Biking to School Saves Time
Helping a neighbor find a backup plan for getting to school highlights how biking has many advantages; like saving time.
I knew something was amiss when I saw Tony, a sixth grader in my neighborhood, standing on the sidewalk one morning, flagging me down as I was riding my bike to work. He explained he started going to a new school across the County, H-B Woodlawn in Rosslyn, but today he overslept, missed his bus, and his cell phone was also malfunctioning, so he couldn’t reach his mom. He used my cell phone to contact his mom and avert a crisis by taking rideshare.
Later in the day, I met his mom, Katie, to recount the incident and discuss back up plans for the next inevitable oversleep. Walk, Bike & Roll to School Day was the following week, so I offered to show him how to get to school on his bike.
Navigating the Streets of Arlington
Tony and I “celebrated” Walk, Bike & Roll to School Day by riding the 4.2 miles from Douglas Park in South Arlington to Rosslyn. I told his mom the commute would be between 22 and 27 minutes, which she noted, “That’s faster than his bus. He will totally love this.”
On the ride, I showed Tony ways to zig-zag neighborhood streets, where to pick up on-street bike lanes, and avoid potential obstacles like turning cars, bus stops, and delivery vehicles. Each block presents a teachable moment, for example:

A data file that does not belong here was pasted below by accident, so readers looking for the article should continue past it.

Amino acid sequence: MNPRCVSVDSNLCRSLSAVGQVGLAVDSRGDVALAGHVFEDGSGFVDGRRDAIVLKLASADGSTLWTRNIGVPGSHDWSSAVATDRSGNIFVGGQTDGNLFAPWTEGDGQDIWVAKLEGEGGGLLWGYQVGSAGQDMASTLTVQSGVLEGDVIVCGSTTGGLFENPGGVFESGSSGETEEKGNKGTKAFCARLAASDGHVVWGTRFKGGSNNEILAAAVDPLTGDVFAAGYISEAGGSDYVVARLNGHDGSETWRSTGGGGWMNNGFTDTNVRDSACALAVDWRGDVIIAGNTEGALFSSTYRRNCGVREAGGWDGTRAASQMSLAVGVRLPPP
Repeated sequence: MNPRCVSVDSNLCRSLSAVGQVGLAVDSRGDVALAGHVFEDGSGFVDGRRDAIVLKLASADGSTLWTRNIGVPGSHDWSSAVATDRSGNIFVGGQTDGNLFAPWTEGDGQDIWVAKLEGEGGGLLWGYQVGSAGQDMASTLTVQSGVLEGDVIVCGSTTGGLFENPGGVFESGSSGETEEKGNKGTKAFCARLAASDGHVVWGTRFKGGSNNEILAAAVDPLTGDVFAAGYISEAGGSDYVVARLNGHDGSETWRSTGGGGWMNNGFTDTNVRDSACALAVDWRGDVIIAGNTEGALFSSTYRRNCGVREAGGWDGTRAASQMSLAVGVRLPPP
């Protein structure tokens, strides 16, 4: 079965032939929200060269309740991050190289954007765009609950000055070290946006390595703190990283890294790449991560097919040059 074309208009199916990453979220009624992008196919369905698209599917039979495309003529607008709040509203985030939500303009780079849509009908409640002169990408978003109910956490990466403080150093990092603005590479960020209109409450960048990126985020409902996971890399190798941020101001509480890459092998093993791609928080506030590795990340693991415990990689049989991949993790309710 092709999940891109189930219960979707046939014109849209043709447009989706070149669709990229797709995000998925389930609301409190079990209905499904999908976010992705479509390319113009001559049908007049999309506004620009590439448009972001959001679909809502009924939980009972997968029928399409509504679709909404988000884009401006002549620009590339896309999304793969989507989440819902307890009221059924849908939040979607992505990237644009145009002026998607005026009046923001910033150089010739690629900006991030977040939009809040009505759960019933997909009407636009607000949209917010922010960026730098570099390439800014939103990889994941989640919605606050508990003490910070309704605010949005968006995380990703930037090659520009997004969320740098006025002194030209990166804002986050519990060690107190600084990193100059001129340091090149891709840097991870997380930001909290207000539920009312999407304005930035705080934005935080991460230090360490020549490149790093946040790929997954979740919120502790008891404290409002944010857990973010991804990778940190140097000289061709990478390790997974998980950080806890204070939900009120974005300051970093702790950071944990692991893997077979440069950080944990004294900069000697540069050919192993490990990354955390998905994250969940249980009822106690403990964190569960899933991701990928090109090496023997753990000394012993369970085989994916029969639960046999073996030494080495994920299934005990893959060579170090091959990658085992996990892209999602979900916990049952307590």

- You rarely get stuck at red lights, and if you do and there is a long queue, there is often another route option to get around it. That’s the beauty of riding through a street grid.
- There is safety in numbers, and having two of us increases our visibility.
- It is legal and perfectly acceptable to take the lane if riding next to a row of cars puts you in the “door zone.”
But Biking is not the Only Car-Free Mode
For return trip, Tony employed another mode of travel that Arlington schools have been encouraging. He will join his friend Daniel, a seventh grader, in taking the ART 45 bus back to Douglas Park along Columbia Pike. And he will put his bike on the bus’ bike rack, becoming a true multi-modal commute practitioner.
Arlington Public Schools and Arlington Rapid Transit offer students a iRide SmarTrip, which is can be used like a regular SmarTrip on all local transit, but only costs $1 when used on ART buses. The Heights Building is served by Metrorail and several bus routes, and students, staff, and parents have been encouraged to explore finding non-car modes of getting to and from the urban campus.
Do a Test Ride, Ask Questions, and Practice
After doing the first run in 25 minutes without really pushing the pace, we reviewed the trip.
Tony’s first impression? “Buses are slow,” he said, noting that his usual commute via school bus is well over 45 minutes. Doing the quick math in his head, I wonder if he knows what daily bike commuting could mean: 20 minutes more sleep.
We also reviewed the sections where he felt least safe (around some construction sites with narrowed lanes), and planned to ride them again in a few days. Eventually, he and his friends will be riding the route themselves without this old man in tow.
For parents looking to encourage their children to walk or bike to an Arlington County school, there are many tools available including a walking school bus guide and a bike train guide. You can also inquire in your school community to see if other students and parents are riding a similar route. Who knows? Biking could become the default and not the backup.
At BikeArlington we’re here to support individuals of all ages and abilities to walk and/or bike to school. We’ll even help you plan your route.